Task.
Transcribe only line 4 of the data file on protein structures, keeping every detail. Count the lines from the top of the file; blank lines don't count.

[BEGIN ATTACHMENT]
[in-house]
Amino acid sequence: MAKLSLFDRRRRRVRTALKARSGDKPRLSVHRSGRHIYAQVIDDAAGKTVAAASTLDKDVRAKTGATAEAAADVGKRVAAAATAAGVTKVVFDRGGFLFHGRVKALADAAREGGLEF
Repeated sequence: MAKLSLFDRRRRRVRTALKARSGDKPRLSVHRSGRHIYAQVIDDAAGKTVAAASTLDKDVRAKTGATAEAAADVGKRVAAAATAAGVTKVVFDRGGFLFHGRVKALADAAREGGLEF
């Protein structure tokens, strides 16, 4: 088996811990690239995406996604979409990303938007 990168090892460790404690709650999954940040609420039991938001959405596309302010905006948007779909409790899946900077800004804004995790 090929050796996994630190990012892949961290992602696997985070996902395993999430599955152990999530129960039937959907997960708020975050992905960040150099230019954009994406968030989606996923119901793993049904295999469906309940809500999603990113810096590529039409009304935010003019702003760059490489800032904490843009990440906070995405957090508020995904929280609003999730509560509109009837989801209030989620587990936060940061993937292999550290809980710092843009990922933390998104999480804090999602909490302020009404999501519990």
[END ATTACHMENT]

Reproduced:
């Protein structure tokens, strides 16, 4: 088996811990690239995406996604979409990303938007 990168090892460790404690709650999954940040609420039991938001959405596309302010905006948007779909409790899946900077800004804004995790 090929050796996994630190990012892949961290992602696997985070996902395993999430599955152990999530129960039937959907997960708020975050992905960040150099230019954009994406968030989606996923119901793993049904295999469906309940809500999603990113810096590529039409009304935010003019702003760059490489800032904490843009990440906070995405957090508020995904929280609003999730509560509109009837989801209030989620587990936060940061993937292999550290809980710092843009990922933390998104999480804090999602909490302020009404999501519990």